I’ve been doing recently VMware ESXi deployment in my lab environment and would like to share main steps required to make it work on nested Hyper-V. Needless to say, nested virtualization works great only for demo and labs, therefore, running ESXi under Hyper-V is a completely unsupported in production environments.
Anyway, carry out the following steps to install ESXi (6.0, in my case. although these steps should work for newer versions as well):
1. Download VMWare ESXi offline bundle available at product download page (e.g. ESXi6.0). You can also download a ESXi image customized by vendor. For example, here is a direct download link for Dell’s ESXi 6.0 image which includes Dell’s VIBs in addition to built-in installation bundles provided by VMware.
2. Download the driver which allows running ESXi as a VM under Microsoft Hyper-V (net-tulip, it’s actually a network driver which should be added to ESXi image. Otherwise, ESXi installation will be blocked)
3. Copy the downloaded files to the same folder (e.g. ‘D:\Images\VMware ESXi 6\’). It’ll be used as a work folder.
4. Download and install VMware PowerCLI 6.3 or newer
5. Once PowerCLI is installed, run it and set location to the folder containing the files, then add offline depot ZIP files to the current PowerCLI session as shown below:
cd 'D:\Images\VMware ESXi 6\'
6. Retrieve the name of the standard image profile and note it (it’ll will be used as a clone for a new profile):
7. Create a new image profile by cloning existing profile which name you just noted, and then add the driver’s package to the profile:
#Create a new image profile
New-EsxImageProfile -CloneProfile ESXi-6.0.0-2494585 -Name rlevchenko.com -Vendor custom
#Add custom packages
Add-EsxSoftwarePackage -ImageProfile rlevchenko.com -SoftwarePackage net-tulip -Force
If AcceptanceLevel is set to PartnerSupported by default (as in the picture above) and custom packages which you are going to add to the image profile have Community acceptance level, you will receive an error during creating an ESXi ISO and it’s installation . To resolve this, set the acceptance level of the image profile to CommunitySupported by running the following command: Set-EsxImageProfile -AcceptanceLevel CommunitySupported –ImageProfile rlevchenko.com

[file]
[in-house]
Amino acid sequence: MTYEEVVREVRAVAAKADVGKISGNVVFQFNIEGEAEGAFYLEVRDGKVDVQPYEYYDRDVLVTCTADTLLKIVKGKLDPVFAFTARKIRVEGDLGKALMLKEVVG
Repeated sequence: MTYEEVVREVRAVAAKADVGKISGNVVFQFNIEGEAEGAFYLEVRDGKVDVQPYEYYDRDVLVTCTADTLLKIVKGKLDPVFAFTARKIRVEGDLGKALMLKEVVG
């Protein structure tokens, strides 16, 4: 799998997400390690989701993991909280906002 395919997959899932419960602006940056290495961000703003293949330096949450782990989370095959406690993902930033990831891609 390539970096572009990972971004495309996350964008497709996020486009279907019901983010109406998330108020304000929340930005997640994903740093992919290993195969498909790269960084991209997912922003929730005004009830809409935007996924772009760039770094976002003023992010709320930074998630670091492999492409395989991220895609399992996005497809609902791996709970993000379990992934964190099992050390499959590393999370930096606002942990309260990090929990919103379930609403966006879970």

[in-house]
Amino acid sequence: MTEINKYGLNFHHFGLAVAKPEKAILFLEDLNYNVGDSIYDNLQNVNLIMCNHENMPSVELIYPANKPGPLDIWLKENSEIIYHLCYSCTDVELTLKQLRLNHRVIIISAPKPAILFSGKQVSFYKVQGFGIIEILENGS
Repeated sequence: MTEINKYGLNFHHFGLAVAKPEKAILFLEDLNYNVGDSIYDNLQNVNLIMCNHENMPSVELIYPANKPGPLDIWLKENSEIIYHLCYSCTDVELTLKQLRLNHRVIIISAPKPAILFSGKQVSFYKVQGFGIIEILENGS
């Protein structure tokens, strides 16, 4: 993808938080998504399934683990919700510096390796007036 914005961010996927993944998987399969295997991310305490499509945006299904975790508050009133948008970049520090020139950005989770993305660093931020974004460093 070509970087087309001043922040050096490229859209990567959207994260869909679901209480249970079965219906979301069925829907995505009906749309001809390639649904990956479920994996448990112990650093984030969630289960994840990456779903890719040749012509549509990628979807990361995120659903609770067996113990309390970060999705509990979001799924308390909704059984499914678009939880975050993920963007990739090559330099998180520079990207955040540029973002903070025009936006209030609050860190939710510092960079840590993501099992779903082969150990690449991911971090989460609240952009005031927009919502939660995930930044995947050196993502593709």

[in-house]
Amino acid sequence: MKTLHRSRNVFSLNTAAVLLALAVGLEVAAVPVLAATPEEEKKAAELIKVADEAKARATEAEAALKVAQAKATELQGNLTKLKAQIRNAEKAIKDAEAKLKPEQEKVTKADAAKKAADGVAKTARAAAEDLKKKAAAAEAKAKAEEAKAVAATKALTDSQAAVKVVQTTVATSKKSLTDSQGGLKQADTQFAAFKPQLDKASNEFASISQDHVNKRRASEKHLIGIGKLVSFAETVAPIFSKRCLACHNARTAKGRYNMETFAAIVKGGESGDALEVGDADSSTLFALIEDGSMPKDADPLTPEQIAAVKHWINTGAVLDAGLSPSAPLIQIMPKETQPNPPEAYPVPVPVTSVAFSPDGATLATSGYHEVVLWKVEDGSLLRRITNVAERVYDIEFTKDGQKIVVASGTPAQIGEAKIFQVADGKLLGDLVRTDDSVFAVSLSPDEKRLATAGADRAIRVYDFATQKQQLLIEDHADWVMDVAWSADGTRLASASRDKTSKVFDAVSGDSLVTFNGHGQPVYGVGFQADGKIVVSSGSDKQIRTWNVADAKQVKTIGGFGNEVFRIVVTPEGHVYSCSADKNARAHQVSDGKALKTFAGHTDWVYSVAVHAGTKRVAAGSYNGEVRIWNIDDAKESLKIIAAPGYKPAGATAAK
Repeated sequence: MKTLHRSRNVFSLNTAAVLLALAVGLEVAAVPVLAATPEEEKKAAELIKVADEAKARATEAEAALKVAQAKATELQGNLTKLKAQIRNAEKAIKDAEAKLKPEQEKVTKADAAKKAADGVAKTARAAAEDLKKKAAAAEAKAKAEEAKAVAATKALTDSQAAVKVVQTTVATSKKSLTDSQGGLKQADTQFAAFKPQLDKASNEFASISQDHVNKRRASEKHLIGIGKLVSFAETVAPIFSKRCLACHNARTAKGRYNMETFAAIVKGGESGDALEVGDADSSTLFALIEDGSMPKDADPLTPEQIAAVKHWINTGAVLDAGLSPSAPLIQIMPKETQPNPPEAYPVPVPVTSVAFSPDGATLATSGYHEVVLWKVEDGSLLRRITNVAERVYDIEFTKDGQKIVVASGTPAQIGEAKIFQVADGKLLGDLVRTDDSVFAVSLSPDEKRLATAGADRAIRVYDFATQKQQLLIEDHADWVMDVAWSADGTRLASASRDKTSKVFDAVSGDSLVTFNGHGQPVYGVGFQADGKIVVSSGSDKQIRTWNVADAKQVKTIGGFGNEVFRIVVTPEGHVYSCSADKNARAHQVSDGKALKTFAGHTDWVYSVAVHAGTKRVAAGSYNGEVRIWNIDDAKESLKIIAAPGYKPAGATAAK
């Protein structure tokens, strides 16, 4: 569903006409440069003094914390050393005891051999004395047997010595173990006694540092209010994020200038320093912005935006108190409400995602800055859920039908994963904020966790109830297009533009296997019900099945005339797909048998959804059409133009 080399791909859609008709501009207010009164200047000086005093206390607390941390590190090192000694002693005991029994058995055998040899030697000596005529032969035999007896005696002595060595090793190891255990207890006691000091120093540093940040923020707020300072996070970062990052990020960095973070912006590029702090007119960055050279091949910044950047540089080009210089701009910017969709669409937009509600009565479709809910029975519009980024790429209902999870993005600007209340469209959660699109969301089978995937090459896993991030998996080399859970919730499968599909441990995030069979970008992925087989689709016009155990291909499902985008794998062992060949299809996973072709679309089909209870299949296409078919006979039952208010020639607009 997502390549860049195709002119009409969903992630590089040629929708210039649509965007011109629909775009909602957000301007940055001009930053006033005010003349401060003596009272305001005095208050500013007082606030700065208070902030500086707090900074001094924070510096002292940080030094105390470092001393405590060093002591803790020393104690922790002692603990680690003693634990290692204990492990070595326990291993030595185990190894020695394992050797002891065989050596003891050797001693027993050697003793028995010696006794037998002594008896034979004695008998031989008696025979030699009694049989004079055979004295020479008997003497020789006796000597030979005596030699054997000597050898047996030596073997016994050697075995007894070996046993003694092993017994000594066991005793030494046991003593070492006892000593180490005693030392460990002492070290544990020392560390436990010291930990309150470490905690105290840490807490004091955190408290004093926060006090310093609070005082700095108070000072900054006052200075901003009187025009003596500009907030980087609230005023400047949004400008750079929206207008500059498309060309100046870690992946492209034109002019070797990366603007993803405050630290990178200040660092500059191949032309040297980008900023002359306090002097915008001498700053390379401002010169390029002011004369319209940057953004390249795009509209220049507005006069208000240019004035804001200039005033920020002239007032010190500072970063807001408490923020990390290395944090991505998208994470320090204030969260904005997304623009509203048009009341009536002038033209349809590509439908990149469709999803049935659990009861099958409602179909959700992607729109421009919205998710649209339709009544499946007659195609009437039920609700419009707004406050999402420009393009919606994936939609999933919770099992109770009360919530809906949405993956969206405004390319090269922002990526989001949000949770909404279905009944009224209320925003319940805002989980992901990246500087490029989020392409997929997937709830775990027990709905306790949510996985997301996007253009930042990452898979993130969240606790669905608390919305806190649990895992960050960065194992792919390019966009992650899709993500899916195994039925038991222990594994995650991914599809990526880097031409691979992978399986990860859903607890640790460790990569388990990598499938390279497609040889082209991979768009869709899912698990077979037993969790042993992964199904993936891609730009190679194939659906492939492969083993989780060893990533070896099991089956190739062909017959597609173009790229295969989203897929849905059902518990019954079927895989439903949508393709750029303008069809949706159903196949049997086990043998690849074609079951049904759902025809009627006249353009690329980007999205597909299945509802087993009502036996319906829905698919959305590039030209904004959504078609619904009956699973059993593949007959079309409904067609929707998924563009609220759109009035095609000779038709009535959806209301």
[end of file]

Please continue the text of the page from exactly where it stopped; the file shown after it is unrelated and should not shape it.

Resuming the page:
8. Now it’s time to create an ISO from the customized ESXi image.To do this, run the following command:
Export-EsxImageProfile -ImageProfile rlevchenko.com -FilePath D:\Images\esxi60_custom.iso -ExportToIso -Force
Create a new VM with the following settings:
A sample of VM’s configuration is shown below:
9. Once you finished to configure a VM, enable virtualization extensions on the VM’s CPU. Optionally, you can download a script available at github to check VM’s configuration and enable nested virtualization. Both options are allowed:
Set-VMProcessor -VMName "vHost-01" -ExposeVirtualizationExtensions $True
.\Enable-NestedVM.ps1 -vmName "vHost-01"
10. Turn on the VM, attach the created ESXi ISO and press TAB on the boot screen, then type ignoreHeadless=TRUE and press Enter. Otherwise, ESXi boot will hang while booting (I assume it’s all because ESXi is running on non-HCL hardware. VM is a bit out of the HCL list..).
11. Complete ESXi installation process (as usual), reboot it and press SHIFT+O during the startup, and then enable ignoreHeadless option again as shown in the screenshot:
Once ESXi is successfully started, define settings for management network, enable a Shell, and then press Alt+F1 to enter to a console. We need to set a VMKernel boot-time parameter. Otherwise, you will always need to enable ignoreHeadless after every reboot.
Provide root credentials and type esxcfg-advcfg -k TRUE ignoreHeadless
Close the console by pressing ALT+F2, reboot ESXi and verify that it starts up seamlessly.
That’s it. Now you have a ESXi host running on a Hyper-V VM.
enjoy your day :)!